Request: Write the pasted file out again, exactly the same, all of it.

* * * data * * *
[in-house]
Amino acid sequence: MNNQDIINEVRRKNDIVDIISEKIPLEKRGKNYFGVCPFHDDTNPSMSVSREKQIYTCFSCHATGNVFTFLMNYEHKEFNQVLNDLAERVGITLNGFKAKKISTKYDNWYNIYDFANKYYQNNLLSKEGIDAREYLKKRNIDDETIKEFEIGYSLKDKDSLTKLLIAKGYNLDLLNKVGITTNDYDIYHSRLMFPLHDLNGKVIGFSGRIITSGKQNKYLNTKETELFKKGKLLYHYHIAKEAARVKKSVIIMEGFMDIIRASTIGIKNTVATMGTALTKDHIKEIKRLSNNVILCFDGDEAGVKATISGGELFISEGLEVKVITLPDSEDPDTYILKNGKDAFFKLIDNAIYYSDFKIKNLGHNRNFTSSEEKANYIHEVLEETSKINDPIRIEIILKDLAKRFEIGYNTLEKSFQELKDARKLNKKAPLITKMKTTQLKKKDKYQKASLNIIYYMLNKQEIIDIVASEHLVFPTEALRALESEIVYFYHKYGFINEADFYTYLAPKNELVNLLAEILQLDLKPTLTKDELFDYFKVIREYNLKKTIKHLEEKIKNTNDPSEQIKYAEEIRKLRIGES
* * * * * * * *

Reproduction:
[in-house]
Amino acid sequence: MNNQDIINEVRRKNDIVDIISEKIPLEKRGKNYFGVCPFHDDTNPSMSVSREKQIYTCFSCHATGNVFTFLMNYEHKEFNQVLNDLAERVGITLNGFKAKKISTKYDNWYNIYDFANKYYQNNLLSKEGIDAREYLKKRNIDDETIKEFEIGYSLKDKDSLTKLLIAKGYNLDLLNKVGITTNDYDIYHSRLMFPLHDLNGKVIGFSGRIITSGKQNKYLNTKETELFKKGKLLYHYHIAKEAARVKKSVIIMEGFMDIIRASTIGIKNTVATMGTALTKDHIKEIKRLSNNVILCFDGDEAGVKATISGGELFISEGLEVKVITLPDSEDPDTYILKNGKDAFFKLIDNAIYYSDFKIKNLGHNRNFTSSEEKANYIHEVLEETSKINDPIRIEIILKDLAKRFEIGYNTLEKSFQELKDARKLNKKAPLITKMKTTQLKKKDKYQKASLNIIYYMLNKQEIIDIVASEHLVFPTEALRALESEIVYFYHKYGFINEADFYTYLAPKNELVNLLAEILQLDLKPTLTKDELFDYFKVIREYNLKKTIKHLEEKIKNTNDPSEQIKYAEEIRKLRIGES